Saosin - Saosin (EP) (Cover Artwork)
Staff Review

Saosin

Saosin: Saosin (EP)

Saosin (EP) (2005)

Capitol


2.5
If the "game" is the latest wave of super melodic, emotional post-hardcore, then it's hard to disagree that with the release of 2003's Translating the Name EP, California's Saosin was surely at the top of the game. Anthony Green's magical voice sounded angelic above a perfect mix of melody and compl...

If the "game" is the latest wave of super melodic, emotional post-hardcore, then it's hard to disagree that with the release of 2003's Translating the Name EP, California's Saosin was surely at the top of the game. Anthony Green's magical voice sounded angelic above a perfect mix of melody and complexity, absolutely ridiculous, double bass-led, slick drum work from someone who was literally a former drum tech for Slayer, and dual guitars with just the right touch of metallic energy. Anyone already familiar with all this is also aware of how several months after the EP's release, Green, knowing full well how quickly the band wanted to move forward with things, quit outright, eventually joining up with former members of This Day Forward and Taken in the more Dredg than Glassjaw-influenced Circa Survive. The band sought out a replacement, and reportedly thought Green was playing a joke on the band when samples from eventual pick Cove Reber came in. Since the August 2003 release of the EP, the band has contributed merely two different songs to two different compilations, respectively. Saosin (titled by the band as The Warped Tour EP, but recognized nowhere on the packaging) is the band's first individual release since, but with a grand total of two new songs on the five-track disc.

While the band's debut full-length is still nowhere near completion, Saosin certainly has the makeup of a mere "single" rather than a new EP, as it contains the leadoff track "Bury Your Head," a video for which was made the past year and received decent play on the music channel FUSE, and appeared on this year's volume of the Atticus: Dragging the Lake compilation series. There's two new tracks that follow it, with a live version of "Lost Symphonies" (the studio version of which derives from TtN), and an acoustic version of the lead track to wrap it up.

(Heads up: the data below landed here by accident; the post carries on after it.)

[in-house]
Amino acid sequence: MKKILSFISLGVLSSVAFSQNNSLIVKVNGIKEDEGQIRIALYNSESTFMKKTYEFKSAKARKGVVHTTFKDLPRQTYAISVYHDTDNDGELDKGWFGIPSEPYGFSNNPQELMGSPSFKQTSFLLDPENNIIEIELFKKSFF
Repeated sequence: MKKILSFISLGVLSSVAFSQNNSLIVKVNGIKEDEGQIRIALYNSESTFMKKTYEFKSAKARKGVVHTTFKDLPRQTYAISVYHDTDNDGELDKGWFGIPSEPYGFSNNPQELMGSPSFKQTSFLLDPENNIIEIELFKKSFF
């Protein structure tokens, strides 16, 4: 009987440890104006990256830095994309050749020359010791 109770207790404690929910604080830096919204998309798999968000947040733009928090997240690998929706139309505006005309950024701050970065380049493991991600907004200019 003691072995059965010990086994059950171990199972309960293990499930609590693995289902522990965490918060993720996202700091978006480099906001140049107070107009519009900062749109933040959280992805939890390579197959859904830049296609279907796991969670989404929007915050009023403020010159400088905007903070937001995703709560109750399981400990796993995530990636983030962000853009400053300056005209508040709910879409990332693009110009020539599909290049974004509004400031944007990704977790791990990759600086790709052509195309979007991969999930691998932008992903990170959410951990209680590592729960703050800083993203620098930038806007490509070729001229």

While Reber's resemblance to Green is indeed rather uncanny, it's more in the sense of a second or third-rate way. His voice is comforting, but hardly within the vast range of Green. Yet, what's sad is that it complements the band's toned-down style just fine; gone is the ridiculous complexity of the percussion, departed are the everchanging riffs from the guitarists, and nearly completely lost are the fantastic buildups the band used to execute so well. In its place of each are some rather straightforward, modern emocore tracks like "I Wanna Hear Another Fast Song," which, while isn't a terrible song alone, is merely mildly catchy and a bit unassuming with its chorus of "we seem so far away from these things we used to know," which is possibly the most appropriately worded lyric the band's written yet (although the line "we seem so far away from everything new" either grasps its hand or takes up the other end of that spectrum depending on your perspective). Rarely do tempos change in this song, if at all, and the breakdown is rather uneventful with Reber moaning "all we are is no one," wrapping up with an abrupt riff and double-drum bass combo. The complaints with the song could be the same said for "New Angel," which is slower-paced and even less compelling as a result.

Anyone familiar with the bonus disc that accompanied a limited number of TtN copies knows how well the band's songs translate to the acoustic setting. Here, "Bury Your Dead" is given that treatment with practically the same production style, seemingly trying to recreate how great the past efforts were. For the first few listens, it works, and how. Reber's voice sounds much more powerful than usual, and the crisp plucks of the acoustic fill the song rather well. Given some repeated spins, the track seems to drag towards its end without any sort of massive peak to ever really hit.

If the new songs offered up on Saosin were in fact B-sides, I doubt we'd hear much of a complaint from fans. However, if these are the standout results of their work post-"translation" more or less, then come the release of the band's debut full-length on Capitol in early 2006, we'll likely be left desiring foreign sounds.

MP3
Bury Your Head